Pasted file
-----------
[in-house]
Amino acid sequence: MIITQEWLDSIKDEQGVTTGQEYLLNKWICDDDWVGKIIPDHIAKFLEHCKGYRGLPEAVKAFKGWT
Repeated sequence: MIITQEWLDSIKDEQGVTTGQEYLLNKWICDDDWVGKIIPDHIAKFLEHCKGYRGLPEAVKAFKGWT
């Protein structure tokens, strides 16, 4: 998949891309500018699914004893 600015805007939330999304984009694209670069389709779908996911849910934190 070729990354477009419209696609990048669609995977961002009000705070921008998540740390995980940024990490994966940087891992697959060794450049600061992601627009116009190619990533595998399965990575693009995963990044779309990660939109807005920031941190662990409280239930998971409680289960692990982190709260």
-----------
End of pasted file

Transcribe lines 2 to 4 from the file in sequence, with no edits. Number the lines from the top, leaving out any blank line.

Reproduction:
Amino acid sequence: MIITQEWLDSIKDEQGVTTGQEYLLNKWICDDDWVGKIIPDHIAKFLEHCKGYRGLPEAVKAFKGWT
Repeated sequence: MIITQEWLDSIKDEQGVTTGQEYLLNKWICDDDWVGKIIPDHIAKFLEHCKGYRGLPEAVKAFKGWT
């Protein structure tokens, strides 16, 4: 998949891309500018699914004893 600015805007939330999304984009694209670069389709779908996911849910934190 070729990354477009419209696609990048669609995977961002009000705070921008998540740390995980940024990490994966940087891992697959060794450049600061992601627009116009190619990533595998399965990575693009995963990044779309990660939109807005920031941190662990409280239930998971409680289960692990982190709260």